It’s been four months now. I think back on that fear, doubt, and all that wasted time I spent worrying this time last year. It sickens me to think of what would have happened if I acted on that fear. Two days ago we went to the doctor and found out at one week post-op that the child we adopted thinking she would be blind, in fact, isn’t actually. Yesterday I watched my child dance in the yard with a neighbor girl and a princess dress, correction, two princess dresses. This morning I cuddled a little girl on the couch for more time than I should have and I didn’t care that we were late for school and work. I’ve learned that parenting is hard, but it’s a whole lot easier than I went into it thinking it would be because now I’m parenting with faith, not fear.  


And I learned that for me, limbo was spelled r-e-d-e-m-p-t-i-o-n.



Nikki has been working as an adoption social worker for the past 10 years.  The consummate single gal was married in 2012 and started an adoption process to adopt a 10-year-old with special needs from China soon after.  Nikki loves writing home studies and preparing families for the realities of adoption. You can find Nikki and Susan every Wednesday in their own corner of Panera working together on all things adoption and sipping coffee. For more of Nikki's adoption story, visit her blog: Peace. Love. Adoption.

Tuesday, June 17, 2014

congratulations Mark and Gina

Sometimes the journey to parenthood takes more twists and turns than you ever imagined it would. When Mark and Gina decided it was time to grow their family, they never thought the journey would include adoption along with the roller coaster that can sometimes come with it.

But through the entire process, Mark and Gina had an incredible determination and dedication. I watched as they joyfully pursued their dream of becoming parents.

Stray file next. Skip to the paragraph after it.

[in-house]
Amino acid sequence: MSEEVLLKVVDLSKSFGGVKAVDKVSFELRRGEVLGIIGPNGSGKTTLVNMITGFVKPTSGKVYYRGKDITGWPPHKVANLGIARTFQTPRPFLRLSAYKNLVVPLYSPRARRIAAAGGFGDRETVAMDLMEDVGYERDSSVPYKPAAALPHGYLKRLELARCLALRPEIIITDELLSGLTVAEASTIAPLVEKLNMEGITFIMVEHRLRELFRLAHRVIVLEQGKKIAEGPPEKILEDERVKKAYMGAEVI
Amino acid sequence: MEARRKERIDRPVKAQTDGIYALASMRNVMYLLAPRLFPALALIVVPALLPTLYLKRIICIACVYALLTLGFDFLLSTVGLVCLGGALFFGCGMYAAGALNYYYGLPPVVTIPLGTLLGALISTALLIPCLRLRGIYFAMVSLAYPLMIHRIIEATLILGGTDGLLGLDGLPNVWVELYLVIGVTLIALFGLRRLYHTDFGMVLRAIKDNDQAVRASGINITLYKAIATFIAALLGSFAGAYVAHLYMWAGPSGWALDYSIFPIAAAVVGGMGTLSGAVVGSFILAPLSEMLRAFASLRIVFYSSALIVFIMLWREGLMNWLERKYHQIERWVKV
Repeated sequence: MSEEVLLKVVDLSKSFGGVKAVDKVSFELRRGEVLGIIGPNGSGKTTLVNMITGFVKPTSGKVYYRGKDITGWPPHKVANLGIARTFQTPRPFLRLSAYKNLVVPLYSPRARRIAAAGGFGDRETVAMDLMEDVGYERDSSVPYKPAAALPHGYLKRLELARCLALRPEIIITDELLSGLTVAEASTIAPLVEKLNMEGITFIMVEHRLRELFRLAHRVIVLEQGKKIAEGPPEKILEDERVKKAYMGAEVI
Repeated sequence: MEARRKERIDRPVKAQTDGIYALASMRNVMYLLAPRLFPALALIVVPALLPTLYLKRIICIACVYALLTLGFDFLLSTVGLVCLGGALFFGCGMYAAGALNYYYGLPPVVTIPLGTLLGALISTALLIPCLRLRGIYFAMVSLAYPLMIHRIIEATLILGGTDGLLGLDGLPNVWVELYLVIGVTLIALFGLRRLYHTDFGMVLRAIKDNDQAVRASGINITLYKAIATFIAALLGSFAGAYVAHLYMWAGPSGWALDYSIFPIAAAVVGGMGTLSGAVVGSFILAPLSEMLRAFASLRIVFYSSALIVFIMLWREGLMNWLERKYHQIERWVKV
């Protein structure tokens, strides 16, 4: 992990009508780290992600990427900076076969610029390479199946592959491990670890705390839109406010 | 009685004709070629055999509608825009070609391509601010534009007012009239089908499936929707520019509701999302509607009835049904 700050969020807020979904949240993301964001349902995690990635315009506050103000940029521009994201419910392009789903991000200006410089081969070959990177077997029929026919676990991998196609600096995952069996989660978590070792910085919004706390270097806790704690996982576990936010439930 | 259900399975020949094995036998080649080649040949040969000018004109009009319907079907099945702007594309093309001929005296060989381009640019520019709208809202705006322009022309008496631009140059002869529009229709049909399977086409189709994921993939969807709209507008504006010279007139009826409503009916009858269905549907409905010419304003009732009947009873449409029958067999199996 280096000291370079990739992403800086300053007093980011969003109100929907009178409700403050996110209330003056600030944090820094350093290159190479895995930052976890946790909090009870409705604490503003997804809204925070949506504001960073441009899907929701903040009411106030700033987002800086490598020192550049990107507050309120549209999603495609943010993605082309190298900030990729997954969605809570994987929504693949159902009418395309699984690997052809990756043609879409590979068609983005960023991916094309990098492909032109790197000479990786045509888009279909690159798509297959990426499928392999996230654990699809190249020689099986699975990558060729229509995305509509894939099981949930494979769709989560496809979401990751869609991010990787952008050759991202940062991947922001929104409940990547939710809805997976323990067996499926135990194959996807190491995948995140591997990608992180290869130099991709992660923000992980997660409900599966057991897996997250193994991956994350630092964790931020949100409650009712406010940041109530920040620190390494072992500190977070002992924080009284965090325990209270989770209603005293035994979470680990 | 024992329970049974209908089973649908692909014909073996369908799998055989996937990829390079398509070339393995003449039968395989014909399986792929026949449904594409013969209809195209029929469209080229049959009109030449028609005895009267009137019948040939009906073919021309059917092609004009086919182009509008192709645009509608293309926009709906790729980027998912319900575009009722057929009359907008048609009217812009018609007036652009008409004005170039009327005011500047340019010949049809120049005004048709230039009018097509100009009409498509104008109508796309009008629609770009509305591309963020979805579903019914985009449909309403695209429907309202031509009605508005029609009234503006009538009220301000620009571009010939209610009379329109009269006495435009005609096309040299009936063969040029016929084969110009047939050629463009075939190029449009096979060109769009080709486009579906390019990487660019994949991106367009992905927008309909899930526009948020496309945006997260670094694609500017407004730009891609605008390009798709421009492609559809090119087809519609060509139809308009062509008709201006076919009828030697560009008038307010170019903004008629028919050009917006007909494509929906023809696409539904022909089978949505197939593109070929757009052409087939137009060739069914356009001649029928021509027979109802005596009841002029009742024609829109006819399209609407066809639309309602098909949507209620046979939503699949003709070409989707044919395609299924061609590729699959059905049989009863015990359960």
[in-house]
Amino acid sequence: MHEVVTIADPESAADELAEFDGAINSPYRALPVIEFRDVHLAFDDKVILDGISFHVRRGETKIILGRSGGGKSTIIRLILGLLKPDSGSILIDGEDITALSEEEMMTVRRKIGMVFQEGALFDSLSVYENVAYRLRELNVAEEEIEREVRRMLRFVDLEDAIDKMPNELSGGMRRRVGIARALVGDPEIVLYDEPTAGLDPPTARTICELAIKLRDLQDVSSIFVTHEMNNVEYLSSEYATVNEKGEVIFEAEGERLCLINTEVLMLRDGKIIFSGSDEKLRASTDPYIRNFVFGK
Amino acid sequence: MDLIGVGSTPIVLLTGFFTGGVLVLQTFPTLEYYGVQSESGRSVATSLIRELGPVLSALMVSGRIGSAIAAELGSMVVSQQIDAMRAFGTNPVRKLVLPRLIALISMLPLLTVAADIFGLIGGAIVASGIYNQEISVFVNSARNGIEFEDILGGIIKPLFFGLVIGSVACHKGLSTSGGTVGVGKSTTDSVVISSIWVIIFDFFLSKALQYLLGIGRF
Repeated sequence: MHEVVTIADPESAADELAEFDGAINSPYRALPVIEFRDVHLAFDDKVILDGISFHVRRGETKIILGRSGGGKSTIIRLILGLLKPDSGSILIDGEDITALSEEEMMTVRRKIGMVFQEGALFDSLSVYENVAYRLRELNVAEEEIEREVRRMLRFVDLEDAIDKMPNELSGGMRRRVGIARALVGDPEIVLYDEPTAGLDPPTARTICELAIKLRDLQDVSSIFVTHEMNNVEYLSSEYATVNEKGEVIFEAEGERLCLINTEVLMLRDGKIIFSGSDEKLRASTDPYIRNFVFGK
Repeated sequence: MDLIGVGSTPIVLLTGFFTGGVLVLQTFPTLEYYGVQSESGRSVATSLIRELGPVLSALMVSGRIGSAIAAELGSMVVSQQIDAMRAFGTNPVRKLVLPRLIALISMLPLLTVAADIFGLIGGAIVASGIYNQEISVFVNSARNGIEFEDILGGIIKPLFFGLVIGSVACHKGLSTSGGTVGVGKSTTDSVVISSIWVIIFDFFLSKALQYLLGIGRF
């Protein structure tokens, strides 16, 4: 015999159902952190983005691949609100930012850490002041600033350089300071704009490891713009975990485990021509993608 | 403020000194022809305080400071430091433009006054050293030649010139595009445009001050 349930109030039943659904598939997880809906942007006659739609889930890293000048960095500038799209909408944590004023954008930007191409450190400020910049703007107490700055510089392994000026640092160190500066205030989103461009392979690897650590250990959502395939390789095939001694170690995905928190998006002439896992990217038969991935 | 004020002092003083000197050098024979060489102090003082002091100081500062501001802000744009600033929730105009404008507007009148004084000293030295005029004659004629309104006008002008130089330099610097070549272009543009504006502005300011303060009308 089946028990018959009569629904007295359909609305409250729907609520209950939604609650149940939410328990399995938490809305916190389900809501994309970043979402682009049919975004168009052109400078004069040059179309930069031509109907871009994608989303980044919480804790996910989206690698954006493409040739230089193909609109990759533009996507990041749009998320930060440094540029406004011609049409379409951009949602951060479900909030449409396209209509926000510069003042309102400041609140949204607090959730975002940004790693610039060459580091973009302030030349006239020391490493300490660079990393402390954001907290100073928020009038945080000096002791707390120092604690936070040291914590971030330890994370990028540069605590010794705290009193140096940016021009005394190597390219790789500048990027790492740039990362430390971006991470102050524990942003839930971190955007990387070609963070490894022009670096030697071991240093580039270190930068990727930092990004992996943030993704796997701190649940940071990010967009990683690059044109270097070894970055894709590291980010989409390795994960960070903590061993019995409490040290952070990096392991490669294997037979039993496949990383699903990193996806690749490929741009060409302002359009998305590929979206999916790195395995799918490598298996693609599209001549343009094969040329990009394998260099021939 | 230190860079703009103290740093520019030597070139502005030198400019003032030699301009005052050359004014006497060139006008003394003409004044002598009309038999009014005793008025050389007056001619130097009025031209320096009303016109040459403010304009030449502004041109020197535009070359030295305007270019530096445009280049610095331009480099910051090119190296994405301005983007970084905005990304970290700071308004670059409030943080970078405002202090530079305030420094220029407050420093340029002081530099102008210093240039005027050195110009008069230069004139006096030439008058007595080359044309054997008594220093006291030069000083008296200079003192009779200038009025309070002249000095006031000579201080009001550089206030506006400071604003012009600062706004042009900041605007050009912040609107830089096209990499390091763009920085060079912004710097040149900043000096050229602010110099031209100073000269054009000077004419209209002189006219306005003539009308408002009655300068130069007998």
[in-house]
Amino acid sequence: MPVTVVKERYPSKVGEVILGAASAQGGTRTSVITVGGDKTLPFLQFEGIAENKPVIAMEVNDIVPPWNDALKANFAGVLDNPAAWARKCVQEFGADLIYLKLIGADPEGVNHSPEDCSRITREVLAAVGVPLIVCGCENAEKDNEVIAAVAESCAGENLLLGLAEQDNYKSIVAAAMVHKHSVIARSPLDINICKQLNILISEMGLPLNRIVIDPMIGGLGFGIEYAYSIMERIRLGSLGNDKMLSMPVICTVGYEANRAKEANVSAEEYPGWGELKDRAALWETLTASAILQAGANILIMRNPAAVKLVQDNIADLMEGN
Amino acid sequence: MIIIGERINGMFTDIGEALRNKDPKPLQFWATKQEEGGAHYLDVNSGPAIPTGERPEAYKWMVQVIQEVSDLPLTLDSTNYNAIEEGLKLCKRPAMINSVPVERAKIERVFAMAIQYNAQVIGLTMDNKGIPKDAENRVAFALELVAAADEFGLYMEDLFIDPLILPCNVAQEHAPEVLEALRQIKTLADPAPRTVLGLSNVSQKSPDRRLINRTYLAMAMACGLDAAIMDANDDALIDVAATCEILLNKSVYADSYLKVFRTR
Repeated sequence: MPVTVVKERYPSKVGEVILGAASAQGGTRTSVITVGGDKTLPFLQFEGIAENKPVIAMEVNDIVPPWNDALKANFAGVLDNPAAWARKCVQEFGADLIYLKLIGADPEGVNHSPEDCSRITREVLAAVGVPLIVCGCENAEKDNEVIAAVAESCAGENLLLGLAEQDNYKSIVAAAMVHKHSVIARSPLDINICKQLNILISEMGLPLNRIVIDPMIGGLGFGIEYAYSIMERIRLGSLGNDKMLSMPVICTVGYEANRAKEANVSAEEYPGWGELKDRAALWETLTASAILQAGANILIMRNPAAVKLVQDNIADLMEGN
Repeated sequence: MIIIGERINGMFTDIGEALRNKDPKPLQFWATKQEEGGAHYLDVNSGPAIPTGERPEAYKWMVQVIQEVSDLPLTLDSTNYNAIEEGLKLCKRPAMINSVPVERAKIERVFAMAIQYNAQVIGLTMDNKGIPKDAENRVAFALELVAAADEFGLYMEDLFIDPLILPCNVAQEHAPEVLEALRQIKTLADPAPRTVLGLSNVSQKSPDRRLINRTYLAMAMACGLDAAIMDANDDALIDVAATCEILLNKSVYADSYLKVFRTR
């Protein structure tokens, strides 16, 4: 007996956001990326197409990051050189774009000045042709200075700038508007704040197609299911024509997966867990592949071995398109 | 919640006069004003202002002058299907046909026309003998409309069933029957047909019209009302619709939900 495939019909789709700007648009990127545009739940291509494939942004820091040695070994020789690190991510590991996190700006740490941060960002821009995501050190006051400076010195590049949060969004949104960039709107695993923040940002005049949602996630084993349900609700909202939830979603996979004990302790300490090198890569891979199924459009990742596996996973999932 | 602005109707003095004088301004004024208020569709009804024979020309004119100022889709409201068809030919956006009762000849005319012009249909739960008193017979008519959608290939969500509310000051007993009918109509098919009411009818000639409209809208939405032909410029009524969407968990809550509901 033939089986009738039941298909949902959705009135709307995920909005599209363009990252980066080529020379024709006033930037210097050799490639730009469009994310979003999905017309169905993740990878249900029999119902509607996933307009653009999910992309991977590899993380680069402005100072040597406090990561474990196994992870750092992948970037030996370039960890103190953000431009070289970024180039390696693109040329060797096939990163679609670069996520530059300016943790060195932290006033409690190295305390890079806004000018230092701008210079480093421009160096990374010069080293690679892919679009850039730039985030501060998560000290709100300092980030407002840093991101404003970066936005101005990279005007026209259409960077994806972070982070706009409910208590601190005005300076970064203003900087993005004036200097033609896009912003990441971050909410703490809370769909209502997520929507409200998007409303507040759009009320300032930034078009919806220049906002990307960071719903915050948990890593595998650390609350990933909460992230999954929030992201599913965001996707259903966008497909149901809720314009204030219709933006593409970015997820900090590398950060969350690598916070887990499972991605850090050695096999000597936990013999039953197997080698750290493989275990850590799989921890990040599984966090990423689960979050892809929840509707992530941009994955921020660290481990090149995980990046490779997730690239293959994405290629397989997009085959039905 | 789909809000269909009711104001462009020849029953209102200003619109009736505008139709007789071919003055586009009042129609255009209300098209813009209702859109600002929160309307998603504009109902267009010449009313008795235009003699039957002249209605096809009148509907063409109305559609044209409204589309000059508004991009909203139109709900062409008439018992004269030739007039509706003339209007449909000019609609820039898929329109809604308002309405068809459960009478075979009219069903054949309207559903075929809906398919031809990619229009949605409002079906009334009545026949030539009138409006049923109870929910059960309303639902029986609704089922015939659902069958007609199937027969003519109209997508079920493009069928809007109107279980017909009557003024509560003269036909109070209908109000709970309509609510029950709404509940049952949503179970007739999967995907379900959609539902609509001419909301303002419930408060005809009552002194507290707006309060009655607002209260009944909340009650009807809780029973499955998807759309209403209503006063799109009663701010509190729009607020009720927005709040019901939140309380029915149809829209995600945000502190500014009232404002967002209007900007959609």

Mark and Gina have waited a long time for this moment.

The moment they held their daughter in their arms for the first magical time.

The moment they grew to a family of three.


And the moment that they knew that all the waiting, the heartbreak, the hard work of adoption was worth it.

Tuesday, June 10, 2014

congratulations Jason and Corey (times two!)

Jason and Corey have an amazing story to tell their children someday. But it's more than a story of struggling through infertility, crazy timing, and a family being created; ultimately it's the story of a big God who did big things through their parents' big dreams.

Jason and Corey heard about Christian Adoption Consultants through friends who were also adopting. They began working with me in late March; I created their profile and they were in the midst of finishing up their home study.

Then, just eight weeks in, they got a call about twins that has been born. A sweet boy and girl whose birth mother wanted to made an adoption plan and was looking for a family. It seemed like an impossible stretch; Jason and Corey were preparing for their last home visit the next day and having a baby (much less two!) was not even on their radar at this point in their adoption process.


But they prayerfully moved forward. That day they got their profile to the birth mother and over the next few days, God put all of the details in place for Jason and Corey to double their family. In nine weeks after starting with CAC, this family of two went to a family of four. 

They met the birth mother who they describe as incredibly brave and loving. They met their son and daughter; seeing them for the first time with their vision blurred by tears. And they celebrated God's faithfulness and sovereignty over the entire journey in ways they could never have imagined.